As the number of Minnesota deaths from COVID-19 grew to 24 on Saturday, the pandemic’s financial shock became clearer for hospitals as one of the state’s largest health systems asked some doctors to consider going on furlough.
Fairview Health Services said it has asked doctors, nurse practitioners and physician assistants in certain primary care clinics to volunteer to take a week of unpaid leave, starting as early as Monday.
The request is being made of caregivers in clinics that are seeing a reduced volume of patients, Fairview said, adding in a statement that “reductions are not being made on the front lines of COVID patient care.”
“We’ve moved quickly to slow the spread and preserve necessary equipment by moving a majority of our visits to virtual and postponing all elective and nonurgent procedures,” Fairview officials said in response to questions from the Star Tribune. “The result is not only a dramatic reduction in workloads … but also a dramatic reduction in revenues.”
Revenue hits have prompted a number of health systems and private medical groups over the past two weeks to curtail hours or furlough workers. Hospitals, in particular, are incurring extra costs to prepare for the pandemic while also feeling financial pain from the elimination of elective procedures.
Hospitals remain strong supporters of an order from Gov. Tim Walz to halt elective and nonessential procedures in order to preserve scarce medical supplies, Mary Krinkie, vice president for government relations at the Minnesota Hospital Association, told lawmakers late last week. But they’re taking a financial hit.
“Our hospitals right now in Minnesota are losing $31 million a day — $31 million a day — because of lost revenue from eliminating elective surgeries,” Krinkie said. “We made that decision because we had to keep as much personal protective equipment as possible, but this is causing enormous financial hardship for hospitals.”
The Minnesota Department of Health reported Saturday two more deaths linked to COVID-19, an increase that pushed the statewide death toll to 24 people in the global coronavirus emergency. The number of known COVID-19 cases increased from 789 to 865, according to the Health Department.
A total of 95 people currently require hospitalization, compared with 86 Friday, the Health Department said. Patients in intensive-care units stood at 42, compared with 40 Friday. And the number of Minnesota counties with known cases increased to 58, with the addition of McLeod and Polk counties.
COVID-19 is a viral respiratory illness caused by a new coronavirus that surfaced late last year. Since the first case was reported in Minnesota on March 6, a total of 180 people have been hospitalized.
The pandemic is putting severe stresses health care workers in hospitals, even as revenue hits are prompting temporary closures for some clinic locations and reduced staff at others.
Last week, Minneapolis-based Fairview said it expected to reduce some staff work hours in response to revenue cuts. Fairview operates 10 hospitals, including the University of Minnesota Medical Center in Minneapolis and 65 primary care clinics.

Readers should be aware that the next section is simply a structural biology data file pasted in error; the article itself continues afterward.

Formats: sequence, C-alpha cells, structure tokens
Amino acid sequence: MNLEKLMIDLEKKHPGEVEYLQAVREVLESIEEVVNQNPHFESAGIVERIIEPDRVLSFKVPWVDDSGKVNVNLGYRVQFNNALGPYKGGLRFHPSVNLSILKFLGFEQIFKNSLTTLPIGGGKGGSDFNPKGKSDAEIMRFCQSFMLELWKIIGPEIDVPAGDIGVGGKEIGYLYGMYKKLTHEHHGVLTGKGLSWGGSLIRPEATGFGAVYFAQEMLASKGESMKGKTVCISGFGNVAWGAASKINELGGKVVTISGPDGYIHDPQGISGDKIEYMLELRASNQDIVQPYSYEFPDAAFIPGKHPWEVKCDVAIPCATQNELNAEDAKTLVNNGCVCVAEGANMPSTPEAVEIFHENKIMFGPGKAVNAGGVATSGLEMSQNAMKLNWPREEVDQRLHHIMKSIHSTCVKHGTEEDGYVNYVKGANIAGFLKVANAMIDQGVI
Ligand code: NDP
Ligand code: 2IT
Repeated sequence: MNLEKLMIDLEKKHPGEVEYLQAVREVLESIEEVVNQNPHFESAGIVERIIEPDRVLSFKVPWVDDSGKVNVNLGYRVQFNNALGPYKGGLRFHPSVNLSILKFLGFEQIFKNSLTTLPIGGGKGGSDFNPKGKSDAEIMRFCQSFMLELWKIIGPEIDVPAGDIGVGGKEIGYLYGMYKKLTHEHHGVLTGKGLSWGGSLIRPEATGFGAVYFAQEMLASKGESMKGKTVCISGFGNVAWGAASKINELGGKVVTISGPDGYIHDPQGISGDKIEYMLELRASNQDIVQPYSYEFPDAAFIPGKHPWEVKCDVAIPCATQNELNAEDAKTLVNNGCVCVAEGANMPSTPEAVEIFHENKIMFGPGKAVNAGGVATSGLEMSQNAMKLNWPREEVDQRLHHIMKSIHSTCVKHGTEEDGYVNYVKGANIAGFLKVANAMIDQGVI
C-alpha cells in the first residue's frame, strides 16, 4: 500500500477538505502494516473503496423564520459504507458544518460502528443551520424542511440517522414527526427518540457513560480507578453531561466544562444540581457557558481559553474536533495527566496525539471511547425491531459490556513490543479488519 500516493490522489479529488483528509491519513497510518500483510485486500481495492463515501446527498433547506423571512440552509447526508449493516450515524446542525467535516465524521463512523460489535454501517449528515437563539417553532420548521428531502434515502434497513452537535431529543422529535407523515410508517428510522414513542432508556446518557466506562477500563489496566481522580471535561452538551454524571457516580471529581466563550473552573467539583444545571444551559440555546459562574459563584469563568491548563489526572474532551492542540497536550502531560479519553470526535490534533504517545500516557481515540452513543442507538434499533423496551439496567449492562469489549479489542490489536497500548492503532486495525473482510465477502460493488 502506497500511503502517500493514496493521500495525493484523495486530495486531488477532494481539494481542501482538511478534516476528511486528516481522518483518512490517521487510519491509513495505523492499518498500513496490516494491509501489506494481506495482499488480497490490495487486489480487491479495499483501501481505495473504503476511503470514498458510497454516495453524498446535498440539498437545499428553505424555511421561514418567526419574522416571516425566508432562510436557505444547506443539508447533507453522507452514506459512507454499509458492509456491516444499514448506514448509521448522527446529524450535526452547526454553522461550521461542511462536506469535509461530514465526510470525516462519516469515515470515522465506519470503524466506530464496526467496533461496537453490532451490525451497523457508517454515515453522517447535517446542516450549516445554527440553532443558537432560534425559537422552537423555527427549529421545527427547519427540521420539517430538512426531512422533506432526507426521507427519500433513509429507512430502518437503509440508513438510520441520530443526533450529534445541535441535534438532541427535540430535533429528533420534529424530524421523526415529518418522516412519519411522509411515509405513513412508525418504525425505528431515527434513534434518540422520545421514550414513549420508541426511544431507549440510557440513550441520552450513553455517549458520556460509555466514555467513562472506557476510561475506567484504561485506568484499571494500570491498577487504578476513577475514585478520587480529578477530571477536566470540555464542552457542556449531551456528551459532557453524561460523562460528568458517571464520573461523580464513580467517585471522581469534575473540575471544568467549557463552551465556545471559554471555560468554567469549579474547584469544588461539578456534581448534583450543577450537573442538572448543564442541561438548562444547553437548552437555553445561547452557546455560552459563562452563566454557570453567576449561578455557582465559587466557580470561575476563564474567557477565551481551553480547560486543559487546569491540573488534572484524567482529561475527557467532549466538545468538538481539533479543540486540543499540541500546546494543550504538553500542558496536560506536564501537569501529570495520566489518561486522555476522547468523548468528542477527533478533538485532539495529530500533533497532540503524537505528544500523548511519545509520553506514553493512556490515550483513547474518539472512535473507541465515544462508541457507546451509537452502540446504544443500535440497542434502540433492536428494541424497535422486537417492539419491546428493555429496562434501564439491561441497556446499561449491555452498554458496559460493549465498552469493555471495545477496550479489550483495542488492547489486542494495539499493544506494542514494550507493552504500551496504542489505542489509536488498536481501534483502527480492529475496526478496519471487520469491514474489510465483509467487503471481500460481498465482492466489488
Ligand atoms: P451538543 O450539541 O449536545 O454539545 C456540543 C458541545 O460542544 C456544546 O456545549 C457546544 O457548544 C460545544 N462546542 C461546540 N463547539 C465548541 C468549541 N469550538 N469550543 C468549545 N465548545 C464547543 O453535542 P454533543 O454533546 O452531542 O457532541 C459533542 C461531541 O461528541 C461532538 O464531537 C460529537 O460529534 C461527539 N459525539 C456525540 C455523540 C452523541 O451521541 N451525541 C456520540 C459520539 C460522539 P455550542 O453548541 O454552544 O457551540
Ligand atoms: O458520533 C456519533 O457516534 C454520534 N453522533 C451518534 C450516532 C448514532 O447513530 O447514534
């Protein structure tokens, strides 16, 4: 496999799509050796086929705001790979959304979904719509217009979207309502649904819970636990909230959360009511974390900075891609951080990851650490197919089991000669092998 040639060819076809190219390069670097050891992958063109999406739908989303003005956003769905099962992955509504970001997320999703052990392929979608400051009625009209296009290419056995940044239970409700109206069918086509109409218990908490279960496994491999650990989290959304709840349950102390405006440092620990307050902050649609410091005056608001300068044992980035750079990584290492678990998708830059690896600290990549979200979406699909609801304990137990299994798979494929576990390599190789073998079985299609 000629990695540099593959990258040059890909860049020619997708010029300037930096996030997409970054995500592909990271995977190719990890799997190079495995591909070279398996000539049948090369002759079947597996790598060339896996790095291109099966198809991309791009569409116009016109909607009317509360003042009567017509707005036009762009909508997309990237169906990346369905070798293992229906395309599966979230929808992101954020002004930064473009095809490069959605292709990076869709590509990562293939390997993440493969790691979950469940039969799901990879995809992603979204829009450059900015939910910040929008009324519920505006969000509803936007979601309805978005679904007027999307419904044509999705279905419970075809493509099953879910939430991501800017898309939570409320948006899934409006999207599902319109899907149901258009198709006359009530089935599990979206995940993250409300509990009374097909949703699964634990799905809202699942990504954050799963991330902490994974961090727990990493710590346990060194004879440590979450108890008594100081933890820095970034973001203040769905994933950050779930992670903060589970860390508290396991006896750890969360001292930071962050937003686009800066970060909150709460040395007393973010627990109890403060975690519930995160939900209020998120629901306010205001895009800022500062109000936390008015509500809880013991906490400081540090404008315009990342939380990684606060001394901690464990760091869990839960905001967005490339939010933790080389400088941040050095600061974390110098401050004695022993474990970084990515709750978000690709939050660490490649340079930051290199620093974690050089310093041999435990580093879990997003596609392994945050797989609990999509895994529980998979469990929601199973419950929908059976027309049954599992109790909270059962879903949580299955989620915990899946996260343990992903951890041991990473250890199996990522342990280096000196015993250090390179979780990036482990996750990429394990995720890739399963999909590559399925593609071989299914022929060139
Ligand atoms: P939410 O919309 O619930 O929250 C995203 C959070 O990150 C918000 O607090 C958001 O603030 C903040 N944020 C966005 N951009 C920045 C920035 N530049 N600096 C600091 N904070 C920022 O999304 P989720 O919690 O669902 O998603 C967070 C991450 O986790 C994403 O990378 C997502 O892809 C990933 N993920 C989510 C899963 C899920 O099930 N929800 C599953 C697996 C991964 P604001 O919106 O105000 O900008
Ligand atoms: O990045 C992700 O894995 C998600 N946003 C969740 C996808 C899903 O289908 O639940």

On Saturday, Fairview said reduced hours will apply to about 15% of workers across the health system, which uses the brand M Health Fairview. Word of voluntary furloughs for physicians only came by week’s end and fits with changes happening in health systems across the country, Fairview said.
Furloughing now does not mean physicians won’t be brought back immediately if needed, the health system said. As part of a broad restructuring where more care is being delayed or provided online, Fairview next week is temporarily stopping walk-in care at 17 clinics.
The period for requested one-week physician furloughs ends May 3. Those who take unpaid leave will still get benefits.
“We are deeply grateful to all of our employees for the heroic work they are doing during this unprecedented crisis,” James Hereford, the chief executive at Fairview, said in a statement.
“The changes we’re making now are needed to ensure the long-term health of our system, so it can serve the community throughout this crisis and beyond.”
Two private medical groups in the past week told the Star Tribune they had furloughed more than half of their staff due to the shutdown of elective procedures.
Duluth-based Essentia Health has placed 500 nonmedical employees on unpaid leave. Mayo Clinic reduced or temporarily suspended hours or projects for supplemental or contract workers.
The primary focus now for hospitals is preparing for the pandemic, but the financial impacts are an “important sub-story,” said Dr. Rahul Koranne, chief executive of the Minnesota Hospital Association.
“Hospitals are organizations like many other employers,” Koranne said during an interview in late March. “We’re all in this together, so the economic impacts that are being felt by all employers are being felt by hospitals and health systems as well.”
On Friday, the CDC recommended that people wear cloth face coverings in places like grocery stores and pharmacies where it’s difficult to stay at least 6 feet apart.
Kris Ehresmann, the state’s infectious disease director, said in a conference call with reporters Saturday that Minnesotans who want to follow that guidance should take care not to use N95 masks, which are in short supply and must be conserved for health care workers.